ArabicEnglishFrenchGermanItalianPortugueseRussianSpanish  
 
 
 
 
 
  Home     |     Kerala History     |     Kerala Travel Info     |     Tour Packages     |     Kerala Hotels & Resorts     |     Ayurveda     |     Contact us  
 
keralatourism keralatourism keralatourism keralatourism keralatourism keralatourism
keralatourism keralatourism keralatourism keralatourism keralatourism keralatourism
keralatourism keralatourism keralatourism keralatourism keralatourism keralatourism
 
  keralatourism  
 
  Kerala Martial Arts  
 
Kalaripayattu
 
  This is one of the most ancient martial arts in the world. Its purpose is to help maintain an inner and outer harmony in man and in society  
 
This training, open to both men and women, leads to a very precise and complete knowledge of the body. It demands concentration and mental alertness combined with strength and suppleness. It always begins with basic body exercises and proceeds on to intricate body movements evolved out of animals. It needs some time for the student to advance to the level of using weapons
 
  Believed by many historians and scholars as one of the oldest and most scientific and comprehensive system of martial training existing in the world today, Kalaripayattu the ancient martial art of Kerala truly deserves the title of the forerunner of all martial arts  
  Kalaripayattu  
  Many of the traditional performing art forms of Kerala like Kathakali, Koodiyattam, Valakali etc. have drawn elements from Kalaripayattu during their stages of evolution. Kathakali has borrowed much from Kalaripayattu in its basic body preparatory training of the actor not only in terms of techniques in practice but also from the body massage for the trainee. Many of the body postures, choreography and footwork of the Kathakali characters are taken directly from Kalaripayattu  
  With the help of the available historical evidences, the present practicing traditions origin can be traced back to the 12th century A.D. The word 'Kalaripayattu' literally means 'combat training inside the gymnasium'. The word kalari has been derived from the sanskrit 'kholoorika' meaning a military training ground. The traditional training of Kalaripayattu is always done inside a 'Kalari' which is a specially constructed practicing area, where the presiding deities of the art and the entire line of gurus of the tradition is ritualistically represented. Not only is the Kalari a temple of learning, it is also a temple of religious worship with a cult and ritual of its own. The master who is addressed as the 'Gurukkal' is revered as the representative of the deity and is considered as the living embodiment of a long line of gurus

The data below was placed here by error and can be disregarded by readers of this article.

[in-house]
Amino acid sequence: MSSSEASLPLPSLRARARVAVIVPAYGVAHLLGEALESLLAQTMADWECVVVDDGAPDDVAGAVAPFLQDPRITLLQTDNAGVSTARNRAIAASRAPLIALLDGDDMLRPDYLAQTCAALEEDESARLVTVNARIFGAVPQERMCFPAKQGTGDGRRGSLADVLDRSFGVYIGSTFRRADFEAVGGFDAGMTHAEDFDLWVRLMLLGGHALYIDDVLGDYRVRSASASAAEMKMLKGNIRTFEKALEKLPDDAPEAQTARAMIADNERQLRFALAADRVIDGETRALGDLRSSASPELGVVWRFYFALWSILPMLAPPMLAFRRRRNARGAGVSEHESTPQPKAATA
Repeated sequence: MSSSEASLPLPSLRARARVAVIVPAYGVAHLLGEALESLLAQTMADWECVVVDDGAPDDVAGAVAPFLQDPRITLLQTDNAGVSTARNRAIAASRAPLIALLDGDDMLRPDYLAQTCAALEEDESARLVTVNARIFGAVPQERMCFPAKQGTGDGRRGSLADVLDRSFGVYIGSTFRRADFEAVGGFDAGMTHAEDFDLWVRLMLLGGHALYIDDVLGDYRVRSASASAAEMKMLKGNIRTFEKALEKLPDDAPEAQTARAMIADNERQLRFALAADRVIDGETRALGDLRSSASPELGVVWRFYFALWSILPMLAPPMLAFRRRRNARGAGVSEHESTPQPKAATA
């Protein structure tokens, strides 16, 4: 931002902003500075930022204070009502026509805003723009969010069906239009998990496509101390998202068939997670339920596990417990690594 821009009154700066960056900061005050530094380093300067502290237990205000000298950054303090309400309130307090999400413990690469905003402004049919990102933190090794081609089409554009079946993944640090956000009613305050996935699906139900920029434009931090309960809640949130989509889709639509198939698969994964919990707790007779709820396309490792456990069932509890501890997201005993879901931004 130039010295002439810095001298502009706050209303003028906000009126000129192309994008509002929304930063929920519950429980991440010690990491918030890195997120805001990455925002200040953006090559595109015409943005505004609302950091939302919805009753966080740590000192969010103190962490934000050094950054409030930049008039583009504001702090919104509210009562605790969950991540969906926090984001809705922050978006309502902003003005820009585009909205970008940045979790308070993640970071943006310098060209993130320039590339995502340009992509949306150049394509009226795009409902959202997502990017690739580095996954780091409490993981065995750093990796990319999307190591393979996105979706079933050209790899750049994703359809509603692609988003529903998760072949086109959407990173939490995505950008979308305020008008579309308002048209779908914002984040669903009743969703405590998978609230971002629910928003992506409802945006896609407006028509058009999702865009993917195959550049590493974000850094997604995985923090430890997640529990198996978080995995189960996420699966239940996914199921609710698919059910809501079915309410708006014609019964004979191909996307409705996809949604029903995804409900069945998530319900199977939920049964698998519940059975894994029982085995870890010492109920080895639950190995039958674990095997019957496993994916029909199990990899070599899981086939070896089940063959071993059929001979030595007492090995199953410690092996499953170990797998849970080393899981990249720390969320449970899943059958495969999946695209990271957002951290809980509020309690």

The training consists of self-disciplinary training an physical culture. The pupils are given regular physical exercises and training in the use of such weapons as Kuruvai (short stick), spear, dagger, sword shield etc. The most promising of the trainees are taught the Marmas, viz the vulnerable points in the human system. The Kalaripayattu training aims at the ultimate co-ordination of minds and body
 
 
The traditional training of the Kalari Gurukkal includes as can be seen in some other martial arts, specialization in indigenous medical preparations and techniques of treatment and healthcare. Based on the Ayurvedic system of medical practice the old masters of Kalaripayattu has indigenously developed methods of treatments for Kalari related injuries like bruises, fractures etc. known as kalarichikilsa. The training of the gurukkal also includes the special system of full body oil massage to develop flexibility and muscular texture and also the stimulate circulation to maintain general health and blood
 
 
Kalaripayattu declined after the 17th century but in recent times it has staged a revival
 
 
  cards  
  We accept the following Credit / Debit cards Online  
 
card  
myspace   twitter   facebook   youtube   rss
 
 
  FAQ | How to Buy Online | Contact us | Email us                                                                                                                              Copyright © 2012 Privacy policy | Terms of Use